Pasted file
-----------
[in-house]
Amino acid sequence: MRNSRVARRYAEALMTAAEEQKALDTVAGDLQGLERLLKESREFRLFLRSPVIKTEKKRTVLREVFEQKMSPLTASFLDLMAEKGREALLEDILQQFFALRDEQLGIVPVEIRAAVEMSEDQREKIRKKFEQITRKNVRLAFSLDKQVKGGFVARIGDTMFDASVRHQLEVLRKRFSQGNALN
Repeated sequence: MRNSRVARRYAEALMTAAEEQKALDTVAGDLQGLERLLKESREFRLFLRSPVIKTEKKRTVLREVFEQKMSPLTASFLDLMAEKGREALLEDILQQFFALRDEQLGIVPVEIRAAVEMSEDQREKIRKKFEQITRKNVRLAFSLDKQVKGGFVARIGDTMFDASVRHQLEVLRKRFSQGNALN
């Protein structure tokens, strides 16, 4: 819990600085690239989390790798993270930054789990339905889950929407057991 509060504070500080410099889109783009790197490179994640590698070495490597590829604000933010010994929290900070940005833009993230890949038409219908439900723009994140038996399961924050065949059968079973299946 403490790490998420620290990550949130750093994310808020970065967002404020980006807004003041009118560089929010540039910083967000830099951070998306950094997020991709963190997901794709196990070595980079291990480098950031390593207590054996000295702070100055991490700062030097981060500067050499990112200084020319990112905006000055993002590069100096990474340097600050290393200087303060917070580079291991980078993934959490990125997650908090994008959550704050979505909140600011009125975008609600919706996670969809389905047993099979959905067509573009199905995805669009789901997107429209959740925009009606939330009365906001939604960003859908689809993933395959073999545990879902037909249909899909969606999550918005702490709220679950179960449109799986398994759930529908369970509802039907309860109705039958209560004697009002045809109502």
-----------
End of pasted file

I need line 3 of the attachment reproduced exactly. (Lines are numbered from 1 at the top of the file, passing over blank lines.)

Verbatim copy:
Repeated sequence: MRNSRVARRYAEALMTAAEEQKALDTVAGDLQGLERLLKESREFRLFLRSPVIKTEKKRTVLREVFEQKMSPLTASFLDLMAEKGREALLEDILQQFFALRDEQLGIVPVEIRAAVEMSEDQREKIRKKFEQITRKNVRLAFSLDKQVKGGFVARIGDTMFDASVRHQLEVLRKRFSQGNALN